A forest discovered in a huge sinkhole in China

Placeholder while loading article actions

At the bottom of a chasm, century-old trees stretch nearly 130 feet high. Dense plants cover the ground and a rare type of bamboo grows.

Cave explorers discovered the hidden forest this month when they descended into a massive, previously unexplored sinkhole in southern China’s Guangxi region. Researchers say the hole, which is about 630 feet deep and spans more than 176 million cubic feet, could harbor previously unidentified plant and animal species.

The discovery is less surprising than people might expect, said George Veni, executive director of the New Mexico-based National Cave and Karst Research Institute.

“It’s not unusual to have trees growing at the entrances to caves,” said Veni, who was not involved in the new research. “It’s just that [sinkhole] is particularly large and particularly deep, so it’s not the sort of thing most people would expect.

Giant sinkholes are common in this part of China, a UNESCO World Heritage Site. They are a feature of some karst landscapes and form when groundwater dissolves bedrock, causing the ceiling of a cave chamber to collapse. The great chasms are known in Chinese as “tiankeng” or “heavenly pits”.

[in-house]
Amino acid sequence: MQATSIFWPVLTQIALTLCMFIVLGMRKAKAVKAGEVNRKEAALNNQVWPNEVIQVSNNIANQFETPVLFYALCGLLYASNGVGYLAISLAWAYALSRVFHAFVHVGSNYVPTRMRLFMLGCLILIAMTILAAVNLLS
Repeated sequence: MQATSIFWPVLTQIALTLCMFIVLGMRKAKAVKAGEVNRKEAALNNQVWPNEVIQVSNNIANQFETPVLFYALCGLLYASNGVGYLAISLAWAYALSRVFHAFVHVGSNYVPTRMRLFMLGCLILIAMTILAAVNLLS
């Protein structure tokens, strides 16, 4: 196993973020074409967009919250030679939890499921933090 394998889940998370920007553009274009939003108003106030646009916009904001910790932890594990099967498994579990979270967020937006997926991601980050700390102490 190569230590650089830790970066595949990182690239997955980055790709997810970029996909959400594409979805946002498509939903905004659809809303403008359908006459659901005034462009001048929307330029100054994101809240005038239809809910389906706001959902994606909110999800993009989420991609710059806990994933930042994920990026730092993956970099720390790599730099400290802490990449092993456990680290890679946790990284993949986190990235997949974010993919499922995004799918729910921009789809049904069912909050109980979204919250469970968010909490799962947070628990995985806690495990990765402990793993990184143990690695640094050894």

Researchers have discovered the world’s deepest underwater sinkhole in the South China Sea

The sinkhole near Ping’e Village is known to local residents as Shenying Tiankeng, or “the bottomless pit.” From a distance, the cliff looks like a pair of slender wings, the Guangxi Daily newspaper reported.

Researchers arrived at the sinkhole on May 6 and saw dense trees blocking the bottom of the pit, the newspaper reported. They used drones to explore the area, then abseiled and hiked to the bottom for several hours, passing dense thorns and fig trees. They found three caves in the wall that may have formed during the early evolution of the sinkhole, Zhang Yuanhai, a senior engineer at the Institute of Karst Geology of the Geological Survey of China, told the official news agency. Chinese Xinhua.

While trees exist in other sinkholes, Veni said they can only grow if the hole is shallow enough and has a large enough opening to let in sunlight. The recently explored sinkhole is almost certainly home to small animals, such as insects, that are currently unknown to scientists, he said.

The sinkhole is the 30th found in Leye County in China. A video shared by CGTN, a Chinese state TV news channel, shows the explorers climbing through dense vegetation and documenting their findings. Comparing their new research with other sinkholes could help them better understand karst landscapes, the channel reported.

About Thomas Thorton

Check Also

U.S.-Cambodia Relations – U.S. Department of State

President Biden’s participation in the annual US-ASEAN Summit and East Asia Summit (EAS) will take …